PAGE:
At work today, a colleague asked if I knew anyone of my writing contacts who’s dealt with the question of what to do with decades of journals.
The question was unexpected, and as we talked, it shone a light into my own boxes, decades of life on the page, which my dear husband recently helped move from the attic of one house to another.
Take a walk through my first grade storybooks, stroll over to the first five year diary, with key, where I wrote things like, “Today, it was fun!” Lean into college, its composition books covered with artsy collages featuring the amazingly beautiful and androgynous Famke Jansen. (Wince at the terribly bad poetry inside. Remember the heartbreak.) Take care not to topple the towers of spiral notebooks full of Julia Cameron-inspired morning pages that helped me find my path. Live your life.
I’ve been keeping words written on paper almost my entire life. “What kind of magpie keeps this notebook?” Joan Didion asks, in her essay “On Keeping A Notebook.” I know this question.
What to do with them, the books, the boxes, the bins? I used to think some day, when I was famous, and possibly dead, a biographer would hunt through them, knit a portrait of me. I used to think, “Some day I will have time to read them all.” (I used to think I would want to.) I used to think some day my child would want to know me better, to see how I was. To know all those words written, breaths taken before she existed.
I once heard about someone whose journals were taken by police investigating a murder of her friend. (Imagine the violation in that!) I can’t recall the details now (I probably wrote them down somewhere in one of the bins) but the person who told me the story said the most sensible thing to do with journals is burn them. (I’m not unconvinced.)
But surely there’s something there to mine, to harvest. Ideas, images, patterns. Surely more than just kindling. Surely shape can be made from mess. Surely there was a point to keeping those words.
As I talked with my colleague today, it became clear that we understood each other–that each knew the deep strain in the question of what to do with these paper artifacts. We decided to keep talking about the question, to see what happens. To look into that abyss a bit.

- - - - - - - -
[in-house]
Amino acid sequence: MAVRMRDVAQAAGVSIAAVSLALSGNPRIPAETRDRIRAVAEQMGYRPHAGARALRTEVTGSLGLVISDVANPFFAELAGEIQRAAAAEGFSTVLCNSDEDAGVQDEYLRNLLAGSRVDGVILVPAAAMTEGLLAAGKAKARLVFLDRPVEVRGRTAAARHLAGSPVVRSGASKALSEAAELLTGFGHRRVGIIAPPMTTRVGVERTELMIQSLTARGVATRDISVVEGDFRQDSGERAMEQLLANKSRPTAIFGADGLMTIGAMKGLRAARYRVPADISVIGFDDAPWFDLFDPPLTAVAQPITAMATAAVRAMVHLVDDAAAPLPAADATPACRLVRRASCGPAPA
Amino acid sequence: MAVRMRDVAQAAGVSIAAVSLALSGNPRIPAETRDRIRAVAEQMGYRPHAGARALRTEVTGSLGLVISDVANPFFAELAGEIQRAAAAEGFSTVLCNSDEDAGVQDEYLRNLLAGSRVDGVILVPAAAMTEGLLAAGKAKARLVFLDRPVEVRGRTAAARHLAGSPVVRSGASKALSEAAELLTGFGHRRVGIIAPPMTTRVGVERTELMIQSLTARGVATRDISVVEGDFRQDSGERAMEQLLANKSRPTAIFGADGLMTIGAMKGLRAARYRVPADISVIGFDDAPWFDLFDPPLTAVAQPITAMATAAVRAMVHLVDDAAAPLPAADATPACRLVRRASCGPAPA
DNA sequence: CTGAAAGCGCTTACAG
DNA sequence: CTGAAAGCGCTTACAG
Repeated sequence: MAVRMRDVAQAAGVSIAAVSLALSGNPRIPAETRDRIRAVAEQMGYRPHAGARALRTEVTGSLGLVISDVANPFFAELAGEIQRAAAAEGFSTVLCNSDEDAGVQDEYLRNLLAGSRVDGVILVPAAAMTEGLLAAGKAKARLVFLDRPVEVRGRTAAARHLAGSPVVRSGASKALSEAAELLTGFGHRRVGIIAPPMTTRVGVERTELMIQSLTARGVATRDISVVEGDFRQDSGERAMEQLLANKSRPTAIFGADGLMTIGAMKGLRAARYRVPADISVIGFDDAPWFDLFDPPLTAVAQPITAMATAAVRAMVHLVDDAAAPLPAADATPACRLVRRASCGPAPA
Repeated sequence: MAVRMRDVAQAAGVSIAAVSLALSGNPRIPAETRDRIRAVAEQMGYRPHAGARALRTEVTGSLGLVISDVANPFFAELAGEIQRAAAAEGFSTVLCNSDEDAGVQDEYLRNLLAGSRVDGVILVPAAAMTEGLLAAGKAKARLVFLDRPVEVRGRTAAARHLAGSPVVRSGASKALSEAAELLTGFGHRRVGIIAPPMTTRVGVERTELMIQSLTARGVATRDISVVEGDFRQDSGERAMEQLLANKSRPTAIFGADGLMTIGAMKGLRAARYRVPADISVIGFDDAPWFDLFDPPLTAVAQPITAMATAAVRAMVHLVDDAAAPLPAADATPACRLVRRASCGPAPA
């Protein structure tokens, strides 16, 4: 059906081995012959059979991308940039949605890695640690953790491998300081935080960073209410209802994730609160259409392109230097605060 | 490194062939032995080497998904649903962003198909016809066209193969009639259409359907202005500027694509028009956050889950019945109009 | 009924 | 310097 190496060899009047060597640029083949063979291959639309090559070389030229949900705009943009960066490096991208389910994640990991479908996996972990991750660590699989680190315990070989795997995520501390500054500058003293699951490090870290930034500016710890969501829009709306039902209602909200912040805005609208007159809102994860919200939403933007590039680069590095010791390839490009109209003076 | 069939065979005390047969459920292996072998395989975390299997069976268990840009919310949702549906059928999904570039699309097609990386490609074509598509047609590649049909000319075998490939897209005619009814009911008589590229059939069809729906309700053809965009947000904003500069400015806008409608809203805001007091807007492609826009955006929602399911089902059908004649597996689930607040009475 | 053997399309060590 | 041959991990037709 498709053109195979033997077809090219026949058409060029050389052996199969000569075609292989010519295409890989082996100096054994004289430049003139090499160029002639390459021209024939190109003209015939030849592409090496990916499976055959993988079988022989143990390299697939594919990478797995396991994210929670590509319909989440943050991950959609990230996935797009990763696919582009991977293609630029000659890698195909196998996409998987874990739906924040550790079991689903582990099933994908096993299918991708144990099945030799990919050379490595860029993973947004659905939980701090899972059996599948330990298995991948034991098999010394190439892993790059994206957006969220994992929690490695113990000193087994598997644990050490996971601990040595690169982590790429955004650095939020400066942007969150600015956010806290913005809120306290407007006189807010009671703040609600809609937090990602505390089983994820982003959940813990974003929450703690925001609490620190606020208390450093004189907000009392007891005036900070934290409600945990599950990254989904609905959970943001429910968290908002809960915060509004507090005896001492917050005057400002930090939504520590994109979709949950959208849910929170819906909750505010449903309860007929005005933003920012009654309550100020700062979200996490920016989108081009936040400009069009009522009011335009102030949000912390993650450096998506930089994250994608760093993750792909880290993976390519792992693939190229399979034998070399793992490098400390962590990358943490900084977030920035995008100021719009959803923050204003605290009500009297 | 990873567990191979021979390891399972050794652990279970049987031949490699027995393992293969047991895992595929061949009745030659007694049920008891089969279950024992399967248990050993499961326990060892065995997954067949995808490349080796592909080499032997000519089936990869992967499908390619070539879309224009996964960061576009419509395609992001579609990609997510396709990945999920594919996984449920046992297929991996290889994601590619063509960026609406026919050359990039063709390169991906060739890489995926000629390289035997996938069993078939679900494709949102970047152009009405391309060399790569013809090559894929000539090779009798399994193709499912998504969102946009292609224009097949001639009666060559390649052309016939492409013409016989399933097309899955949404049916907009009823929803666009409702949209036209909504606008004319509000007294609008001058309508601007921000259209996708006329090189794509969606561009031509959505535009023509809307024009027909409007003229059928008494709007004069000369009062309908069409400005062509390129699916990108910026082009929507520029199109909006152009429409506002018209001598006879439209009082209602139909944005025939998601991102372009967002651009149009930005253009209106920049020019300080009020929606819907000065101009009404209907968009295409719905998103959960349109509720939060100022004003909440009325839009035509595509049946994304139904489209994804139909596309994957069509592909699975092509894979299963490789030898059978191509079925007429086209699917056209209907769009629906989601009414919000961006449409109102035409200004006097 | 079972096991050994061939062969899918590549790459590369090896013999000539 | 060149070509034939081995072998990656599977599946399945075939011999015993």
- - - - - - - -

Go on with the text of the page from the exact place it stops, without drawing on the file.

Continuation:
So writers: Do you keep a journal? What will you do with it?
5 thoughts on “Journals, documents of a life, what to do with them”
I do not consider myself a “writer” in the way I think you mean it, but as I think you know, I have always kept a journal. Less and less over the years. I have re-read random ones and random times and been amused and/or horrified. In many, I have included photos and ticket stubs and other kind of time capsule-y things, which are fun to see. And I’ve always put quotes that I find either profound or funny at the top. So, if nothing else, those are worth preserving, at least as long as I am preserved. :)
g2-35d2406dcff9d49c0c4b2093282368e9, I meant “writer” as “a person who writes.”
There is definitely something important about keeping track of it all, in the time capsule way, and having those tactile reminders of how the time has passed. Nostalgia is so powerful, for me, at least. (I’m sure you’ve seen, and maybe we even talked about, Andy Warhol’s diaries, right? And the time capsules? Those are probably a bit more obsessive than what you’re talking about…)
Yes, yes, I collect, keep words everyday.
Dionne, I wish I did every day. Working on it! :)